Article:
The Running Man Novel Essay

maybe someone else would pay some dues before it was all over
The Running Man
Publication Information
  • written as Richard Bachman
  • 1983
  • New American Library
  • 219 Pages
  • A Novel Critique

    In the prefatory essay for the 1985 anthology The Bachman Books, King states that The Running Man may be the best of the four initial Richard Bachman novels: "it's nothing but story," he comments, "and anything which is not story is cheerfully thrown over the side." For the most part, King's assessment proves out: written over a period of seventy-two hours, The Running Man is generally propulsive. Without a pause for anything approaching depth, however, this style works both for and against the novel. King's usual adeptness at characterization is largely absent. While we sympathize with Ben Richards at the book's center, it is hard to identify with him. Though engaging, he remains an enigma. Minor characters are drawn so broadly that they verge on stereotype. These issues threaten to trap The Running Man in an odd, paradoxical stasis. The book's micro-chapters and episodic nature, however, save the momentum - any time King's narrative shorthand threatens to bog the story down, a new section begins to speed things along.

    The Running Man is an anomaly among Stephen King books - even under the Bachman name - as being his only full-length experiment with science fiction. Firestarter and Under the Dome use science fiction elements to tell stories set in the "real world," and while The Tommyknockers and Dreamcatcher deal with extraterrestrial threats, both are essentially horror novels. Even The Long Walk, which The Running Man echoes to a degree, is vague about its genre.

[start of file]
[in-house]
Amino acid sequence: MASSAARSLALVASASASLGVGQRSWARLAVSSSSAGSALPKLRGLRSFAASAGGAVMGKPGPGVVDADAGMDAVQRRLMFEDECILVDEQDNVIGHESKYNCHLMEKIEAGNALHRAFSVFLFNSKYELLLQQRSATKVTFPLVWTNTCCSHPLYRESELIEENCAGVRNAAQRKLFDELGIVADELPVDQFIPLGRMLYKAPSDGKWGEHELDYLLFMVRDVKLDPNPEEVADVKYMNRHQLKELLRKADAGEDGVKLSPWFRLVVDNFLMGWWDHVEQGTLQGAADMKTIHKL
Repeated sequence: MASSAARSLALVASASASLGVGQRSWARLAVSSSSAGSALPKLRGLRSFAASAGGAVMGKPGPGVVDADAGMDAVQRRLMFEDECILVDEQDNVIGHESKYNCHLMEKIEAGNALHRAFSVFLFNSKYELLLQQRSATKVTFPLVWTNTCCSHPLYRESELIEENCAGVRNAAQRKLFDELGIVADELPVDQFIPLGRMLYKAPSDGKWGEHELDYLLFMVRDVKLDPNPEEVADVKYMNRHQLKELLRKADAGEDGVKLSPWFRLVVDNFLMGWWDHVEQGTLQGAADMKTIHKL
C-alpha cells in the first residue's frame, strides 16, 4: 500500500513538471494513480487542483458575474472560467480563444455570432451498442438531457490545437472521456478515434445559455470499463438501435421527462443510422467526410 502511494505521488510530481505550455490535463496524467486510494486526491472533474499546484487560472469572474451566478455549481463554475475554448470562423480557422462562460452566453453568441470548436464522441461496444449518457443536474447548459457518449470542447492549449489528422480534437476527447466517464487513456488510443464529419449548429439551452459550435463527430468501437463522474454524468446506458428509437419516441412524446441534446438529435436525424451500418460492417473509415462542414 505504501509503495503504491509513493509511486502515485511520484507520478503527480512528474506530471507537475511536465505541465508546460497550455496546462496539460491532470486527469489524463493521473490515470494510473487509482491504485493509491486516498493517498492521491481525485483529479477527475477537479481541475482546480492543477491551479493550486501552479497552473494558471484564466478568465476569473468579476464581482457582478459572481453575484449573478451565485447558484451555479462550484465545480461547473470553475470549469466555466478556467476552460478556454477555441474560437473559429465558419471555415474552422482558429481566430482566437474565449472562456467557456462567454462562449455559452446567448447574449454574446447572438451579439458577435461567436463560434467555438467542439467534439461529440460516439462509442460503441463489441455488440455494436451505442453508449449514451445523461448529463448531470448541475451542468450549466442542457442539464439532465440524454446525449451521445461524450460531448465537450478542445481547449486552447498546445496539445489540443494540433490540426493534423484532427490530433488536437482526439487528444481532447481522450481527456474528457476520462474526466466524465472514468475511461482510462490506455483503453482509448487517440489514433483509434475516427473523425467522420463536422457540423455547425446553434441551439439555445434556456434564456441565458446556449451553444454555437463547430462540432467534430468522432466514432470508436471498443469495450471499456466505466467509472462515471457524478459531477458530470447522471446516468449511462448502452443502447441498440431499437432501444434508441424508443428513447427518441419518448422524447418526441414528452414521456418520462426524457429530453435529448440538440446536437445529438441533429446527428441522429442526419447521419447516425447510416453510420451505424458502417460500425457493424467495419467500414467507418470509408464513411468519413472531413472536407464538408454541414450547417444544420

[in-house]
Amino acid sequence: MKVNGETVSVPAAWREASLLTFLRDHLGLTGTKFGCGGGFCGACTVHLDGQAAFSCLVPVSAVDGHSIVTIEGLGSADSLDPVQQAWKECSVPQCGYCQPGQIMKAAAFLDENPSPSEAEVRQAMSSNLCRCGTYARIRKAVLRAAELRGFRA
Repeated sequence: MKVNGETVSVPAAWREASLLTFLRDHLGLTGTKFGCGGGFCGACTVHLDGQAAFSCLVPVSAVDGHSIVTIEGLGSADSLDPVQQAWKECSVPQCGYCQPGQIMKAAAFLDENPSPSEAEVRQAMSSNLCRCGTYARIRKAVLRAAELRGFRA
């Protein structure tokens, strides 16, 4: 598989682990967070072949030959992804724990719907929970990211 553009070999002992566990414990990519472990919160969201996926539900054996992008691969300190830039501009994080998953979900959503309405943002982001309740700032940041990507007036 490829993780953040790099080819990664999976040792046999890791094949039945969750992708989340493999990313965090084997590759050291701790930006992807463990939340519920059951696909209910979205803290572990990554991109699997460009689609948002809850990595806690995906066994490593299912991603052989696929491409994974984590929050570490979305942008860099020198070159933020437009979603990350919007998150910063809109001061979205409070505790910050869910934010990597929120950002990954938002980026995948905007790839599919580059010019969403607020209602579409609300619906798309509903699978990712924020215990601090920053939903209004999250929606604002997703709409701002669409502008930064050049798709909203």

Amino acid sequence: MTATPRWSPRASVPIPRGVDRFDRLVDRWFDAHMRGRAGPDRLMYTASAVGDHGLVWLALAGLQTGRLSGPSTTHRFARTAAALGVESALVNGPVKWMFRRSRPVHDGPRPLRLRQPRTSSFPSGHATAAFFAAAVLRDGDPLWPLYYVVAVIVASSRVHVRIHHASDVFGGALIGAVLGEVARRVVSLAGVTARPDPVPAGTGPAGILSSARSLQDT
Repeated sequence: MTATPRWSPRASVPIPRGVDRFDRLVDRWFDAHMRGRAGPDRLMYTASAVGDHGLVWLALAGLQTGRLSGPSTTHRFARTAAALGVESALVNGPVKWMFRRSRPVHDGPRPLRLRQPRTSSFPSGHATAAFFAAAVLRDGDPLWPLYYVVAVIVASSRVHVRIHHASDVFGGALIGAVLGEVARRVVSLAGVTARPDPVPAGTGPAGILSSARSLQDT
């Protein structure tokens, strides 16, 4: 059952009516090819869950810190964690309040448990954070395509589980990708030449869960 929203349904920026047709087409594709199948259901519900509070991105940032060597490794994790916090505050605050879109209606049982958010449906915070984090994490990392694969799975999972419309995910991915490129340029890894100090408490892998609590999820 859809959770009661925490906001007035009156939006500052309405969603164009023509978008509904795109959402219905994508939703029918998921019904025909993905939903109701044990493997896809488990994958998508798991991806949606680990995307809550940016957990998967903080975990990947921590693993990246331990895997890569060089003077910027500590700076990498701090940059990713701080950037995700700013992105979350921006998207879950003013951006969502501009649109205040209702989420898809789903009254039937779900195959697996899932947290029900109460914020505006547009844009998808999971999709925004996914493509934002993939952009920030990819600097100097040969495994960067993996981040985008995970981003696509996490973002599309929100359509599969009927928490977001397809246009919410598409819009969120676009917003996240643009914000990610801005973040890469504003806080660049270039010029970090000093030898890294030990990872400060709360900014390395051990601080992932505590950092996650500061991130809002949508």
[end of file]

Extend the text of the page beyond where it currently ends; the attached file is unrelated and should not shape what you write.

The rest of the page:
By its second paragraph, The Running Man has established a specific future year as its setting, and attendant science fiction language adds credence. Ben Richards and his family in the Orwellian Co-Op city, where the quality of life is bleak at best. Food, medicine, and other necessities of life are outrageously expensive, but Free-Vee is available - mandatory, even - in every Development apartment (though it is, for now, acceptable to occasionally turn it off). Game shows with names like Treadmill to Bucks and Dig Your Grave prevail, the most popular being The Running Man. Unable to afford medicine for his sick daughter, Ben Richards tries out for The Running Man and, after a series of tests, is accepted.

    Richards's only goal in The Running Man is survival. The show pits contestants against Hunters whose mission is to find and kill him. Additionally, citizens with information as to contestants' locations are paid, in essence setting Ben Richards against the world. The longer he lives, the more he is paid. If he lives thirty days, he receives one billion dollars. The record for survival is eight days.

    So Ben Richards runs.

    The episodic nature of the novel The Running Man reflects the nature of the show The Running Man: we are voyeurs watching snippets of Ben Richards's journey. The opening paragraphs keep us at an even further distance, as Richards is seen only through his wife's eyes. (Approaching characters through others' viewpoints is a King staple, utilized well in It and The Dead Zone, among others; here, though, it only underscores Ben Richards's role as an interesting cipher.) The sense of speed and urgency are accentuated by the chapter headings; the first reads "Minus 100 / and COUNTING," with the number decreasing over each successive chapter. The countdown device is important to almost all the Bachman novels: the classroom clock in Rage, decreasing numbers of contestants in The Long Walk, dates in Roadwork, pounds in Thinner, and digital time in The Regulators all serve the same function.